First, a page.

Which brings into question why go out? It is a growing issue in the financially tight times, where there is little slack in anyones bank to turn down or cancel work due to conditions. Disappointing clients as an independent business is both a horrible and expensive thing to do. However the decision is mine and mine alone, and I will prefer to bare the cost than take a risk. What happens when your employer expects you to head out come hell or high water because they potentially can’t afford to cancel courses?
There are too few details on this latest incident to make any judgements, however given the conditions that day, then was the incident reasonably foreseeable? The six biggest factors in Scottish avalanches according to the SAIS are:
TOP SIX FACTORS
- Visible avalanche activity. If you see avalanche activity on a slope where you intend to go, go somewhere else.
- New snow build-up. More than 2 cm/hr may produce unstable conditions. More than 30cm continuous build-up is regarded as very hazardous. 90% OF ALL AVALANCHES OCCUR DURING SNOWSTORMS.
- Slab lying on ice or neve, with or without aggravating factors such as thaw.
- Discontinuity between layers, usually caused by loose graupel pellets or airspace.
- Sudden temperature rise. The nearer this brings the snow temperature to 0 degrees C, the higher the hazard, even if thaw does not occur.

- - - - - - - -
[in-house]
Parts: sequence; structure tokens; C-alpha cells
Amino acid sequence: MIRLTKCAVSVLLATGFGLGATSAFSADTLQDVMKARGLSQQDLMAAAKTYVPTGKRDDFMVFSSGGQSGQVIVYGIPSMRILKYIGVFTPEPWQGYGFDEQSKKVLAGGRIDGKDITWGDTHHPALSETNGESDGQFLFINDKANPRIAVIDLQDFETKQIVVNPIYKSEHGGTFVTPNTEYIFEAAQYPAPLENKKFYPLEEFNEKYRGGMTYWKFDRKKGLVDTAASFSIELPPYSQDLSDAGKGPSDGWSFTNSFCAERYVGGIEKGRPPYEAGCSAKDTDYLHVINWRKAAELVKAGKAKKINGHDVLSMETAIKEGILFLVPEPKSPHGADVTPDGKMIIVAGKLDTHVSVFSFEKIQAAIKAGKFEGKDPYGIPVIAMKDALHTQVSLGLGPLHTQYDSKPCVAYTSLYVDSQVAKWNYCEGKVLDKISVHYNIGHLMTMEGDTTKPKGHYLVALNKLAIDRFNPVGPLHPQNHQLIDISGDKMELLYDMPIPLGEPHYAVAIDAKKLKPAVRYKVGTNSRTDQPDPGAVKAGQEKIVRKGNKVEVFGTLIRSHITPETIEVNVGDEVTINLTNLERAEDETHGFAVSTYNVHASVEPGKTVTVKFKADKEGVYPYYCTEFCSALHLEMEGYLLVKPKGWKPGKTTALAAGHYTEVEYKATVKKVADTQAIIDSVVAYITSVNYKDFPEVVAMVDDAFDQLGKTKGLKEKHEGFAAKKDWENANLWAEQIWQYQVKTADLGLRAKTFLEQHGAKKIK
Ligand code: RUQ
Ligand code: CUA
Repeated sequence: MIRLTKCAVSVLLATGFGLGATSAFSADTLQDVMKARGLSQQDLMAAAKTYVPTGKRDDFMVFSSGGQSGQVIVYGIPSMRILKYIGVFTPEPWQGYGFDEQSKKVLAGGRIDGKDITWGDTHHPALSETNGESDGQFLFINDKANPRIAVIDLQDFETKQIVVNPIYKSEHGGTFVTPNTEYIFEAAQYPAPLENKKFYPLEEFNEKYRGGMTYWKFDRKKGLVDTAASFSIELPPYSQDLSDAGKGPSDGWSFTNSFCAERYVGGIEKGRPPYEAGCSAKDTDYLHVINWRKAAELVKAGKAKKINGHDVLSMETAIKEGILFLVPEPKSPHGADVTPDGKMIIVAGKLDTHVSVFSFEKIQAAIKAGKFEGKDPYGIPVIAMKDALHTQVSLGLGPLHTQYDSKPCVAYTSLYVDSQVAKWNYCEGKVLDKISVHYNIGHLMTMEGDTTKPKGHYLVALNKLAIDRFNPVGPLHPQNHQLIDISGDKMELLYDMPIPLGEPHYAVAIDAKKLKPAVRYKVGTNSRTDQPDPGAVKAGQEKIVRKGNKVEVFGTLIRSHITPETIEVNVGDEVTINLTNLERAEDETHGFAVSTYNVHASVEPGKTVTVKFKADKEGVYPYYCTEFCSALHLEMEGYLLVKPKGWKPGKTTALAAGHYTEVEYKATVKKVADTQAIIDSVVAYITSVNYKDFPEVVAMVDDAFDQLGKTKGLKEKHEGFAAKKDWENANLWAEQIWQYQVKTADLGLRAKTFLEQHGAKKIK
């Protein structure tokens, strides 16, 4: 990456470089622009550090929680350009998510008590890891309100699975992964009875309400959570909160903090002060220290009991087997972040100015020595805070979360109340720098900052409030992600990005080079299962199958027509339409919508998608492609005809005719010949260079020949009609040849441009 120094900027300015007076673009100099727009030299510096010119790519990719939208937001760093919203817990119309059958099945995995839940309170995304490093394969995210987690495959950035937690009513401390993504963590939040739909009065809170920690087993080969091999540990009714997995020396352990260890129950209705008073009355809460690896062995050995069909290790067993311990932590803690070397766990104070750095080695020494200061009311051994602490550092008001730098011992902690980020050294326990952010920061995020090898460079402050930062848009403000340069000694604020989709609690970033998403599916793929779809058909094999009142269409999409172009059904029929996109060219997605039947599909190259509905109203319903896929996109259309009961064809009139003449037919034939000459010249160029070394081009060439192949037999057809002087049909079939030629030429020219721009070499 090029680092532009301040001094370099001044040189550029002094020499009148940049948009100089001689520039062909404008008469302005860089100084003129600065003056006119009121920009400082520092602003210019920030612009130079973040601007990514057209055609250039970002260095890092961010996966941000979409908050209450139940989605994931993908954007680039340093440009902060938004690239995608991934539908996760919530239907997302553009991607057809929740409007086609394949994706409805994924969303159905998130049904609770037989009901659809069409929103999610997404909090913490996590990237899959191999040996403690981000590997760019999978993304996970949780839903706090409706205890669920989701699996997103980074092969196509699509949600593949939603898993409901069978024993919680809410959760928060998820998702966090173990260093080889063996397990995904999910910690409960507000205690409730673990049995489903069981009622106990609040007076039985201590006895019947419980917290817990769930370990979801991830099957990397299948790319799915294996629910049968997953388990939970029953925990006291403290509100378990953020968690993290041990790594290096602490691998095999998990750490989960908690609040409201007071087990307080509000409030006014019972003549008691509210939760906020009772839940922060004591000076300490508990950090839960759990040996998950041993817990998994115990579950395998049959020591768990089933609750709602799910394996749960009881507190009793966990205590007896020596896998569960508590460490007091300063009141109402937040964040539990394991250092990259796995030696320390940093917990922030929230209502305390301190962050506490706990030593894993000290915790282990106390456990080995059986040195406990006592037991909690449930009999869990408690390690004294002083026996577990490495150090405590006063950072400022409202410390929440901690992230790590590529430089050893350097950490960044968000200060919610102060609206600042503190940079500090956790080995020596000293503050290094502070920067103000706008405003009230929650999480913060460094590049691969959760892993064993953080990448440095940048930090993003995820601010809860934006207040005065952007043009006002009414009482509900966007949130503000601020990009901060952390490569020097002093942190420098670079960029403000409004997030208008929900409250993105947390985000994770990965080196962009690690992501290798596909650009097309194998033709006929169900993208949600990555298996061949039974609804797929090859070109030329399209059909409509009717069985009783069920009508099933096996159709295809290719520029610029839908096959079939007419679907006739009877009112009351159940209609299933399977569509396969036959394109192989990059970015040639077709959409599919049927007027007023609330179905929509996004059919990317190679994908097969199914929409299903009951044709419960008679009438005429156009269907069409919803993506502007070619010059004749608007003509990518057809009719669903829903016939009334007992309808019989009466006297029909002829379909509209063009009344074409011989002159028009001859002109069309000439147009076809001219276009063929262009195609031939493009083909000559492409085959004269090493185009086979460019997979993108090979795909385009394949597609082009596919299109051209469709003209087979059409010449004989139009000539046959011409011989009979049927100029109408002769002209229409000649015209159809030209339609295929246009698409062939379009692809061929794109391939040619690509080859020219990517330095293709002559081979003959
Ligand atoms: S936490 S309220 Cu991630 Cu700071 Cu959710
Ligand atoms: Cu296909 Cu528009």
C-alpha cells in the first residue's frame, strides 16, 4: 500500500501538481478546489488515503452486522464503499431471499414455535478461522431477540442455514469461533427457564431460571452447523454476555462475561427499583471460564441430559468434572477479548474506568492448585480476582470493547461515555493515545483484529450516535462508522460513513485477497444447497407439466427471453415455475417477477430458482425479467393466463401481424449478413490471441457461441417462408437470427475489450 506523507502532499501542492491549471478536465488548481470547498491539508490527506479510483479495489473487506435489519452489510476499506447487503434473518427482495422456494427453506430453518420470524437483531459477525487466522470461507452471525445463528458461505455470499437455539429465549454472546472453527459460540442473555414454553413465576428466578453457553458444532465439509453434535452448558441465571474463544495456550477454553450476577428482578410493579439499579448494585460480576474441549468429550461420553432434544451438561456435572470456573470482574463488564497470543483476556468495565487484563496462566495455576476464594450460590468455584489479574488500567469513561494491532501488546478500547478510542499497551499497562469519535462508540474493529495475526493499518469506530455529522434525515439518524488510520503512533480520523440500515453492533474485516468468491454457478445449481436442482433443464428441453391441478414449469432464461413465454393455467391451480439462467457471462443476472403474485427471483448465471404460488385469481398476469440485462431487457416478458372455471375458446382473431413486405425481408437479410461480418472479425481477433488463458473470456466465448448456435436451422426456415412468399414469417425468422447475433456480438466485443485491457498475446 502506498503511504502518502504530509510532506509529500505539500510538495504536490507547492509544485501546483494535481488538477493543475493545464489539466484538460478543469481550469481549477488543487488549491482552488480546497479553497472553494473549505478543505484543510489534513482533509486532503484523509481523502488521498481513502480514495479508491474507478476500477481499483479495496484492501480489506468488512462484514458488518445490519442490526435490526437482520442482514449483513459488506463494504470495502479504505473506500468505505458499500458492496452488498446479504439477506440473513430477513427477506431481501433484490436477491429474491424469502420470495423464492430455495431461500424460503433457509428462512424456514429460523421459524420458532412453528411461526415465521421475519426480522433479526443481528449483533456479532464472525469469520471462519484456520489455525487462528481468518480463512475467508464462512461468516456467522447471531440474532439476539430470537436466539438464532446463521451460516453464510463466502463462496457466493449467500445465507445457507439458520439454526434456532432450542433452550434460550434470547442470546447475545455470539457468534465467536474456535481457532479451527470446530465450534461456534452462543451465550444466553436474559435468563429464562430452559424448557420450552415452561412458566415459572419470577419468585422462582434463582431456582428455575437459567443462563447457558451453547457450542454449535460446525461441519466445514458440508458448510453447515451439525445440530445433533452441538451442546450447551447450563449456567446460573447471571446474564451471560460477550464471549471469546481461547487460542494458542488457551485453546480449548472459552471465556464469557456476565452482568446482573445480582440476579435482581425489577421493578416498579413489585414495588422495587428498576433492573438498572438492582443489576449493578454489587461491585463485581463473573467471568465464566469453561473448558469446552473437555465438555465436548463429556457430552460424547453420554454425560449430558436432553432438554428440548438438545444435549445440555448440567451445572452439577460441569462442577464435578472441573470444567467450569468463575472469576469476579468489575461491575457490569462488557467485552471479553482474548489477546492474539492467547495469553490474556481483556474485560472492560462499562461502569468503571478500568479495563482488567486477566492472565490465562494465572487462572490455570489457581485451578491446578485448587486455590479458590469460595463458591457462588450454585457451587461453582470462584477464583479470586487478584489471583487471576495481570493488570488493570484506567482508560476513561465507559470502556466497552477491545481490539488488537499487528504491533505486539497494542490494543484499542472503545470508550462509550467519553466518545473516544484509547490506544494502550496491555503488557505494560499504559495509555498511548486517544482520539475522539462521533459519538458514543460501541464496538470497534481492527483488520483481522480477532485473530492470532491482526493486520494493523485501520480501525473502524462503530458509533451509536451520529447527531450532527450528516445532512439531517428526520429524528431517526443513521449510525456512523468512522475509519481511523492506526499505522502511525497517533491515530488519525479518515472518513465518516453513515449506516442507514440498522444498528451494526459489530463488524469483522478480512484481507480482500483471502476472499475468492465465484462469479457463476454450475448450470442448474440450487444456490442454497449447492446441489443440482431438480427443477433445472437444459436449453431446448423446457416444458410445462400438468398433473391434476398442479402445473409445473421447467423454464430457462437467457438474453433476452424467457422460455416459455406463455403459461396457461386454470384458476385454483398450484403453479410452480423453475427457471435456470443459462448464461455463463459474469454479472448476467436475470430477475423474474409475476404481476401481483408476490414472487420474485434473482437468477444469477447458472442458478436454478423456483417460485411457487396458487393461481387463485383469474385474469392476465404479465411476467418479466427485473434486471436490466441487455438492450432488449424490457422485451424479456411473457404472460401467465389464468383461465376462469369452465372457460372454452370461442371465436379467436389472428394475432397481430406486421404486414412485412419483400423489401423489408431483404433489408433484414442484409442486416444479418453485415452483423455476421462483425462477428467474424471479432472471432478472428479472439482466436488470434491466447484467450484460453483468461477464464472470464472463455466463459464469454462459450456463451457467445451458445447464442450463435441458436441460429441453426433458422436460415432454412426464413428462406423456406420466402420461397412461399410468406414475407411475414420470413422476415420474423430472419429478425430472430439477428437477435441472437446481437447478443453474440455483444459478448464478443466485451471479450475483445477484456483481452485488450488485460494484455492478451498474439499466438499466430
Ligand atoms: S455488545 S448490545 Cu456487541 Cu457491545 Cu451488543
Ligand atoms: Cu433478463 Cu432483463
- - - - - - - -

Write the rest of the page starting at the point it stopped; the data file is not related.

- Feels unsafe. The “seat of the pants” feeling of the experienced observer deserves respect.
The also add “90% OF ALL AVALANCHES INVOLVING HUMAN SUBJECTS ARE TRIGGERED BY THEIR VICTIMS”
If you like by taking cash and promising adventure are instructors and outdoor business falling into one of the heuristic traps we can warn people about when training them in winter skills, that is apparent in incidents not related to professional instructors, whereby a person travelling up from the South of England is going to head out into the hills come hell or high water?
I would be really interested to read something put together by the Scottish Avalanche Information Service, Mountain Rescue or the company involved on the lessons learnt from not just this incident but the others this winter. Sadly businesses will prefer to keep these incidents ‘in house’ to limit the associated ‘bad press’, rather than share those lessons learnt by them or others. The SAIS or Mountain Rescue organisations will probably say it is not within their remit to pass comment. Instead it is often left up to a coroner in the case of fatalities, whose lack of a deeper understanding of these incidents means perhaps they are not the best people to be to draw anything other than a legal conclusion.
Occasionally the Association of Heads of Outdoor Education Centres, make good reports into industry near misses, but these reports are limited only to centres that sit on this panel. So other instructors and centre potentially miss the oppotunity to learn from others mistakes and stop them from happening needlessly again and again.
In mainstream industry there is something call Heinrich’s Ratio, that says for every fatality there is around 27 serious accidents and 300 near misses, of those 88% were accounted for by human error. I you only learn from the 28 serious incidents you miss over 300 other learning opportunities. So do we need a way to allow anonymous reporting of incidents in the outdoor industry and even beyond that to a more recreational level? Or to put it another way given the press surrounding the recent events, do we as an adventure tourism sector need to tidy up our shop before the government wades in to do it for us?